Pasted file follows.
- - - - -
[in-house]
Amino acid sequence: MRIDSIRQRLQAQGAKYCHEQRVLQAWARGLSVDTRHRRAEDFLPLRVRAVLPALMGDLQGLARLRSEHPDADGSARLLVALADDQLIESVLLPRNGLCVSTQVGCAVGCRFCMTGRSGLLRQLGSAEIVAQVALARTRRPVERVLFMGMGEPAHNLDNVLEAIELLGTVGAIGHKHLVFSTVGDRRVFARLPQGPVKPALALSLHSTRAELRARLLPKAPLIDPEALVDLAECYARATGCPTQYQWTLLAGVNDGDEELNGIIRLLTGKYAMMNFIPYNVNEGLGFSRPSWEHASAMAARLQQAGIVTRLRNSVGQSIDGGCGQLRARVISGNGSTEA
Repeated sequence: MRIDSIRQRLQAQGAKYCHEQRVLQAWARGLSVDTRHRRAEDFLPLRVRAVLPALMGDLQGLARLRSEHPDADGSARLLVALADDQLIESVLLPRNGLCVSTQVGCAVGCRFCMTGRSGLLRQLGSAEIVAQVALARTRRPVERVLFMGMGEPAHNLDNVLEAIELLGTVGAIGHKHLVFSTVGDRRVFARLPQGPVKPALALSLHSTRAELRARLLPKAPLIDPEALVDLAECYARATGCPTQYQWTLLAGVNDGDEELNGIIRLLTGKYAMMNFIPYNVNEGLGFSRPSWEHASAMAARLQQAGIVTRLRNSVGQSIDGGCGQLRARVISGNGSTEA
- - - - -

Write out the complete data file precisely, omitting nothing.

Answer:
[in-house]
Amino acid sequence: MRIDSIRQRLQAQGAKYCHEQRVLQAWARGLSVDTRHRRAEDFLPLRVRAVLPALMGDLQGLARLRSEHPDADGSARLLVALADDQLIESVLLPRNGLCVSTQVGCAVGCRFCMTGRSGLLRQLGSAEIVAQVALARTRRPVERVLFMGMGEPAHNLDNVLEAIELLGTVGAIGHKHLVFSTVGDRRVFARLPQGPVKPALALSLHSTRAELRARLLPKAPLIDPEALVDLAECYARATGCPTQYQWTLLAGVNDGDEELNGIIRLLTGKYAMMNFIPYNVNEGLGFSRPSWEHASAMAARLQQAGIVTRLRNSVGQSIDGGCGQLRARVISGNGSTEA
Repeated sequence: MRIDSIRQRLQAQGAKYCHEQRVLQAWARGLSVDTRHRRAEDFLPLRVRAVLPALMGDLQGLARLRSEHPDADGSARLLVALADDQLIESVLLPRNGLCVSTQVGCAVGCRFCMTGRSGLLRQLGSAEIVAQVALARTRRPVERVLFMGMGEPAHNLDNVLEAIELLGTVGAIGHKHLVFSTVGDRRVFARLPQGPVKPALALSLHSTRAELRARLLPKAPLIDPEALVDLAECYARATGCPTQYQWTLLAGVNDGDEELNGIIRLLTGKYAMMNFIPYNVNEGLGFSRPSWEHASAMAARLQQAGIVTRLRNSVGQSIDGGCGQLRARVISGNGSTEA